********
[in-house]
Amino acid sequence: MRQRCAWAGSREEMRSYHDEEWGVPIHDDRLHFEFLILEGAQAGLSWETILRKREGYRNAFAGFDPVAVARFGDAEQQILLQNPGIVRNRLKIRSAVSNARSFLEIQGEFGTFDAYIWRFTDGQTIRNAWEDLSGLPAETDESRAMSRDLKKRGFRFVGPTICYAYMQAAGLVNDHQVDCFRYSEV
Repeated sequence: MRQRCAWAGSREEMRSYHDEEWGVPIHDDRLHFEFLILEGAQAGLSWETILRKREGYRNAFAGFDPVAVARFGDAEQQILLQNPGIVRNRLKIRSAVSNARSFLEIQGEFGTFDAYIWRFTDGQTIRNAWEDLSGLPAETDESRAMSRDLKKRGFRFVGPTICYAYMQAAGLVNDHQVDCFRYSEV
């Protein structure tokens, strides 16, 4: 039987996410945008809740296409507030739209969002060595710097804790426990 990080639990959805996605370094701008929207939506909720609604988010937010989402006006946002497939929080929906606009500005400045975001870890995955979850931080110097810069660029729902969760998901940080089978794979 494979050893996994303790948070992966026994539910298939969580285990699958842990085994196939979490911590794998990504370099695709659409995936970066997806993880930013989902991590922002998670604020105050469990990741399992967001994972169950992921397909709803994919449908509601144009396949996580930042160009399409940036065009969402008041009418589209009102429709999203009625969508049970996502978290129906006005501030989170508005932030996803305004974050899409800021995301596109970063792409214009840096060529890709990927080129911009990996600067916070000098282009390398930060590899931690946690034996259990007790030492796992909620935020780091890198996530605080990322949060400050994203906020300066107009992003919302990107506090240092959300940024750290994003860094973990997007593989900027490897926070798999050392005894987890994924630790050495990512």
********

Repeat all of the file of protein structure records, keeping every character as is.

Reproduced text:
[in-house]
Amino acid sequence: MRQRCAWAGSREEMRSYHDEEWGVPIHDDRLHFEFLILEGAQAGLSWETILRKREGYRNAFAGFDPVAVARFGDAEQQILLQNPGIVRNRLKIRSAVSNARSFLEIQGEFGTFDAYIWRFTDGQTIRNAWEDLSGLPAETDESRAMSRDLKKRGFRFVGPTICYAYMQAAGLVNDHQVDCFRYSEV
Repeated sequence: MRQRCAWAGSREEMRSYHDEEWGVPIHDDRLHFEFLILEGAQAGLSWETILRKREGYRNAFAGFDPVAVARFGDAEQQILLQNPGIVRNRLKIRSAVSNARSFLEIQGEFGTFDAYIWRFTDGQTIRNAWEDLSGLPAETDESRAMSRDLKKRGFRFVGPTICYAYMQAAGLVNDHQVDCFRYSEV
């Protein structure tokens, strides 16, 4: 039987996410945008809740296409507030739209969002060595710097804790426990 990080639990959805996605370094701008929207939506909720609604988010937010989402006006946002497939929080929906606009500005400045975001870890995955979850931080110097810069660029729902969760998901940080089978794979 494979050893996994303790948070992966026994539910298939969580285990699958842990085994196939979490911590794998990504370099695709659409995936970066997806993880930013989902991590922002998670604020105050469990990741399992967001994972169950992921397909709803994919449908509601144009396949996580930042160009399409940036065009969402008041009418589209009102429709999203009625969508049970996502978290129906006005501030989170508005932030996803305004974050899409800021995301596109970063792409214009840096060529890709990927080129911009990996600067916070000098282009390398930060590899931690946690034996259990007790030492796992909620935020780091890198996530605080990322949060400050994203906020300066107009992003919302990107506090240092959300940024750290994003860094973990997007593989900027490897926070798999050392005894987890994924630790050495990512």